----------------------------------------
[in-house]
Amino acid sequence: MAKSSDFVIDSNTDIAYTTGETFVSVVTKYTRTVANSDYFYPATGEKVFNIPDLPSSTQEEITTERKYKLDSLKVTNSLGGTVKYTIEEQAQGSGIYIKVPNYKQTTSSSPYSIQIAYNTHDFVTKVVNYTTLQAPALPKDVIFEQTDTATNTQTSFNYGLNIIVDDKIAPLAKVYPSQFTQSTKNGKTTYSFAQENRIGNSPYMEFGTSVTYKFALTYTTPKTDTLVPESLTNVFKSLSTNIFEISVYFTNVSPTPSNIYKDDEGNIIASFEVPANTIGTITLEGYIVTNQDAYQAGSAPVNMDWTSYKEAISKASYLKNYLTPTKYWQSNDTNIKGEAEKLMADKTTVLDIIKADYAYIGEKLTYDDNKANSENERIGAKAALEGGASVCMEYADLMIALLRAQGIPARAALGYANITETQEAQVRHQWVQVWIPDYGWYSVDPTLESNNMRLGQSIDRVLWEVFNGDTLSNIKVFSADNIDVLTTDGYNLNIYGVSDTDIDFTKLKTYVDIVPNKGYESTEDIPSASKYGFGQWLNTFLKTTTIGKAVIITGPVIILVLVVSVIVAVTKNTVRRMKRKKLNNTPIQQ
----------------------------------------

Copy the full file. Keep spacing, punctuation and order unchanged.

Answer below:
[in-house]
Amino acid sequence: MAKSSDFVIDSNTDIAYTTGETFVSVVTKYTRTVANSDYFYPATGEKVFNIPDLPSSTQEEITTERKYKLDSLKVTNSLGGTVKYTIEEQAQGSGIYIKVPNYKQTTSSSPYSIQIAYNTHDFVTKVVNYTTLQAPALPKDVIFEQTDTATNTQTSFNYGLNIIVDDKIAPLAKVYPSQFTQSTKNGKTTYSFAQENRIGNSPYMEFGTSVTYKFALTYTTPKTDTLVPESLTNVFKSLSTNIFEISVYFTNVSPTPSNIYKDDEGNIIASFEVPANTIGTITLEGYIVTNQDAYQAGSAPVNMDWTSYKEAISKASYLKNYLTPTKYWQSNDTNIKGEAEKLMADKTTVLDIIKADYAYIGEKLTYDDNKANSENERIGAKAALEGGASVCMEYADLMIALLRAQGIPARAALGYANITETQEAQVRHQWVQVWIPDYGWYSVDPTLESNNMRLGQSIDRVLWEVFNGDTLSNIKVFSADNIDVLTTDGYNLNIYGVSDTDIDFTKLKTYVDIVPNKGYESTEDIPSASKYGFGQWLNTFLKTTTIGKAVIITGPVIILVLVVSVIVAVTKNTVRRMKRKKLNNTPIQQ